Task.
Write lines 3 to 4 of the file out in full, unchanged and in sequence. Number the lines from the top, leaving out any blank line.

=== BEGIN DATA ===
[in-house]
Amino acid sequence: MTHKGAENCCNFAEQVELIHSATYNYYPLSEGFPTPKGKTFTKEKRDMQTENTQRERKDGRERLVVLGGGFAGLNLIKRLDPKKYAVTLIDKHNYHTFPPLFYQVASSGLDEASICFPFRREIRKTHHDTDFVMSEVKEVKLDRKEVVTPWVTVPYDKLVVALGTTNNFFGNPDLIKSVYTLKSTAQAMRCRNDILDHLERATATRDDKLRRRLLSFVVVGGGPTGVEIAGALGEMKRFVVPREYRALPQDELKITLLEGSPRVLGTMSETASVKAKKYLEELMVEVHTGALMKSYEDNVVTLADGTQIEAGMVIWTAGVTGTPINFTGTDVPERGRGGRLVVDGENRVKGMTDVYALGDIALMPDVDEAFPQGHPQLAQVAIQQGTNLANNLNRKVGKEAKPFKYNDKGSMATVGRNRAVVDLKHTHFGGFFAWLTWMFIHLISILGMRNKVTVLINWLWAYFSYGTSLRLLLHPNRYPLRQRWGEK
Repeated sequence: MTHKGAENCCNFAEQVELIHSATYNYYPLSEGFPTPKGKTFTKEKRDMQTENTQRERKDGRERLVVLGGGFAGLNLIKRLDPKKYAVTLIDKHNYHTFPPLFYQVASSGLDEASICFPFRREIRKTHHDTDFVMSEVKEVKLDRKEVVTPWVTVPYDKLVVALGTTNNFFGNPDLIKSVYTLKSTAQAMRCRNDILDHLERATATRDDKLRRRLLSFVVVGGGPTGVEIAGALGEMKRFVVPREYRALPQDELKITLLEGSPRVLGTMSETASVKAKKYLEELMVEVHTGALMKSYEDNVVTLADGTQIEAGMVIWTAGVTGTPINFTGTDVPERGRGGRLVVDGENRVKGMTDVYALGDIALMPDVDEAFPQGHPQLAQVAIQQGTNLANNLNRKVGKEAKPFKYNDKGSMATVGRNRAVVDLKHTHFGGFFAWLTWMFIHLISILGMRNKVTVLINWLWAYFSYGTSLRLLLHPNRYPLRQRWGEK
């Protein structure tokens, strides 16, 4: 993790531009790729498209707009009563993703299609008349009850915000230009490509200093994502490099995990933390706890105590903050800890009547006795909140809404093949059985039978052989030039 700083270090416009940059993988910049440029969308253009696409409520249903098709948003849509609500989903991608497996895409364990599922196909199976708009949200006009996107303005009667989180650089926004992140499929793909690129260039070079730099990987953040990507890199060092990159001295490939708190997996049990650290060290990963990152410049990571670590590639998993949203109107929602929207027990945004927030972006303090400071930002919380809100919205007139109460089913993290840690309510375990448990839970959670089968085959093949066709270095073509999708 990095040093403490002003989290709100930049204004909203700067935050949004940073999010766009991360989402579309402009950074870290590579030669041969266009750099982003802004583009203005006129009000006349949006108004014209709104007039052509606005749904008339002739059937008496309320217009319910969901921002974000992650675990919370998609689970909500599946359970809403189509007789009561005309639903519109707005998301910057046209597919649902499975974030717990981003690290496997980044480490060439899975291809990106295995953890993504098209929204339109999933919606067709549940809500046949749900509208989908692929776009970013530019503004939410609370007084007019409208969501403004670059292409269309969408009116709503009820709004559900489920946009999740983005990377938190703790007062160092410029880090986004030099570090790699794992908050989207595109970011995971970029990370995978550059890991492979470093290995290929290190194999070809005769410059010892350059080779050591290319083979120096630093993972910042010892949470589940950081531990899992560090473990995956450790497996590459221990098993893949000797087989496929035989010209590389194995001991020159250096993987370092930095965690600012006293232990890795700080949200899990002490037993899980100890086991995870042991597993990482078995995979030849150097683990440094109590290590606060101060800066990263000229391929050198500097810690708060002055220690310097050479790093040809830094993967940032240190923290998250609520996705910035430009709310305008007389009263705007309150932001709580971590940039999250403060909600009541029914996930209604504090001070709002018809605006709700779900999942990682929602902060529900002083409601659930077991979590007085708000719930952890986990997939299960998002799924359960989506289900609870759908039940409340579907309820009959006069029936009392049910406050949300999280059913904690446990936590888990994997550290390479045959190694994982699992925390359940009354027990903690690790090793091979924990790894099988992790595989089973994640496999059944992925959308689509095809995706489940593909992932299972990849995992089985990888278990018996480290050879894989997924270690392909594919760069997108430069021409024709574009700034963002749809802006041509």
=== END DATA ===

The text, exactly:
Repeated sequence: MTHKGAENCCNFAEQVELIHSATYNYYPLSEGFPTPKGKTFTKEKRDMQTENTQRERKDGRERLVVLGGGFAGLNLIKRLDPKKYAVTLIDKHNYHTFPPLFYQVASSGLDEASICFPFRREIRKTHHDTDFVMSEVKEVKLDRKEVVTPWVTVPYDKLVVALGTTNNFFGNPDLIKSVYTLKSTAQAMRCRNDILDHLERATATRDDKLRRRLLSFVVVGGGPTGVEIAGALGEMKRFVVPREYRALPQDELKITLLEGSPRVLGTMSETASVKAKKYLEELMVEVHTGALMKSYEDNVVTLADGTQIEAGMVIWTAGVTGTPINFTGTDVPERGRGGRLVVDGENRVKGMTDVYALGDIALMPDVDEAFPQGHPQLAQVAIQQGTNLANNLNRKVGKEAKPFKYNDKGSMATVGRNRAVVDLKHTHFGGFFAWLTWMFIHLISILGMRNKVTVLINWLWAYFSYGTSLRLLLHPNRYPLRQRWGEK
């Protein structure tokens, strides 16, 4: 993790531009790729498209707009009563993703299609008349009850915000230009490509200093994502490099995990933390706890105590903050800890009547006795909140809404093949059985039978052989030039 700083270090416009940059993988910049440029969308253009696409409520249903098709948003849509609500989903991608497996895409364990599922196909199976708009949200006009996107303005009667989180650089926004992140499929793909690129260039070079730099990987953040990507890199060092990159001295490939708190997996049990650290060290990963990152410049990571670590590639998993949203109107929602929207027990945004927030972006303090400071930002919380809100919205007139109460089913993290840690309510375990448990839970959670089968085959093949066709270095073509999708 990095040093403490002003989290709100930049204004909203700067935050949004940073999010766009991360989402579309402009950074870290590579030669041969266009750099982003802004583009203005006129009000006349949006108004014209709104007039052509606005749904008339002739059937008496309320217009319910969901921002974000992650675990919370998609689970909500599946359970809403189509007789009561005309639903519109707005998301910057046209597919649902499975974030717990981003690290496997980044480490060439899975291809990106295995953890993504098209929204339109999933919606067709549940809500046949749900509208989908692929776009970013530019503004939410609370007084007019409208969501403004670059292409269309969408009116709503009820709004559900489920946009999740983005990377938190703790007062160092410029880090986004030099570090790699794992908050989207595109970011995971970029990370995978550059890991492979470093290995290929290190194999070809005769410059010892350059080779050591290319083979120096630093993972910042010892949470589940950081531990899992560090473990995956450790497996590459221990098993893949000797087989496929035989010209590389194995001991020159250096993987370092930095965690600012006293232990890795700080949200899990002490037993899980100890086991995870042991597993990482078995995979030849150097683990440094109590290590606060101060800066990263000229391929050198500097810690708060002055220690310097050479790093040809830094993967940032240190923290998250609520996705910035430009709310305008007389009263705007309150932001709580971590940039999250403060909600009541029914996930209604504090001070709002018809605006709700779900999942990682929602902060529900002083409601659930077991979590007085708000719930952890986990997939299960998002799924359960989506289900609870759908039940409340579907309820009959006069029936009392049910406050949300999280059913904690446990936590888990994997550290390479045959190694994982699992925390359940009354027990903690690790090793091979924990790894099988992790595989089973994640496999059944992925959308689509095809995706489940593909992932299972990849995992089985990888278990018996480290050879894989997924270690392909594919760069997108430069021409024709574009700034963002749809802006041509």